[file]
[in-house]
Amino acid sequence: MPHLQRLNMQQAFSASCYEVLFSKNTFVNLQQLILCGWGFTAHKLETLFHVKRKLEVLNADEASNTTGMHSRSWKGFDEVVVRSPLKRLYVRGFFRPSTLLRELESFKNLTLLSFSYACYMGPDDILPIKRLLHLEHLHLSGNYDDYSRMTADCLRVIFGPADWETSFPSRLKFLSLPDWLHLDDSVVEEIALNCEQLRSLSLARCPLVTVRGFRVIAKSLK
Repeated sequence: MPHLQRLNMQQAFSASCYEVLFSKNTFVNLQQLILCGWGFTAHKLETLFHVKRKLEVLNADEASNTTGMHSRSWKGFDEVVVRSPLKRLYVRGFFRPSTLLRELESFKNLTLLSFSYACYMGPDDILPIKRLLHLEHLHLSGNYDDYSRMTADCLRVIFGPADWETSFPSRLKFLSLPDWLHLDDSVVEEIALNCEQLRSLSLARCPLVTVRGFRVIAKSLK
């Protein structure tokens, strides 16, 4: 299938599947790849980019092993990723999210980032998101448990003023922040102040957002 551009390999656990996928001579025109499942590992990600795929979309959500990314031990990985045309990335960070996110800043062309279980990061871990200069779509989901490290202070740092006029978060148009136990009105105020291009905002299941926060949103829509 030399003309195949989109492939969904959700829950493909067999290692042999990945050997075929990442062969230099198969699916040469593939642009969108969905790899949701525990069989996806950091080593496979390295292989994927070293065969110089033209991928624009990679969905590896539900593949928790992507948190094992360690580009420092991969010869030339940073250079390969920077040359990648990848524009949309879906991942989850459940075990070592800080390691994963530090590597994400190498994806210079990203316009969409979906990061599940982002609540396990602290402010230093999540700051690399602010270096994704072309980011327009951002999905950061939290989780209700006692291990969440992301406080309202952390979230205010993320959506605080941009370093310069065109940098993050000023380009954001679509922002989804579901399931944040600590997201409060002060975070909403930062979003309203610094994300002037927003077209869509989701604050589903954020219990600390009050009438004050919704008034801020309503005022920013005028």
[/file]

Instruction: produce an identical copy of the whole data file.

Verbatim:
[in-house]
Amino acid sequence: MPHLQRLNMQQAFSASCYEVLFSKNTFVNLQQLILCGWGFTAHKLETLFHVKRKLEVLNADEASNTTGMHSRSWKGFDEVVVRSPLKRLYVRGFFRPSTLLRELESFKNLTLLSFSYACYMGPDDILPIKRLLHLEHLHLSGNYDDYSRMTADCLRVIFGPADWETSFPSRLKFLSLPDWLHLDDSVVEEIALNCEQLRSLSLARCPLVTVRGFRVIAKSLK
Repeated sequence: MPHLQRLNMQQAFSASCYEVLFSKNTFVNLQQLILCGWGFTAHKLETLFHVKRKLEVLNADEASNTTGMHSRSWKGFDEVVVRSPLKRLYVRGFFRPSTLLRELESFKNLTLLSFSYACYMGPDDILPIKRLLHLEHLHLSGNYDDYSRMTADCLRVIFGPADWETSFPSRLKFLSLPDWLHLDDSVVEEIALNCEQLRSLSLARCPLVTVRGFRVIAKSLK
């Protein structure tokens, strides 16, 4: 299938599947790849980019092993990723999210980032998101448990003023922040102040957002 551009390999656990996928001579025109499942590992990600795929979309959500990314031990990985045309990335960070996110800043062309279980990061871990200069779509989901490290202070740092006029978060148009136990009105105020291009905002299941926060949103829509 030399003309195949989109492939969904959700829950493909067999290692042999990945050997075929990442062969230099198969699916040469593939642009969108969905790899949701525990069989996806950091080593496979390295292989994927070293065969110089033209991928624009990679969905590896539900593949928790992507948190094992360690580009420092991969010869030339940073250079390969920077040359990648990848524009949309879906991942989850459940075990070592800080390691994963530090590597994400190498994806210079990203316009969409979906990061599940982002609540396990602290402010230093999540700051690399602010270096994704072309980011327009951002999905950061939290989780209700006692291990969440992301406080309202952390979230205010993320959506605080941009370093310069065109940098993050000023380009954001679509922002989804579901399931944040600590997201409060002060975070909403930062979003309203610094994300002037927003077209869509989701604050589903954020219990600390009050009438004050919704008034801020309503005022920013005028």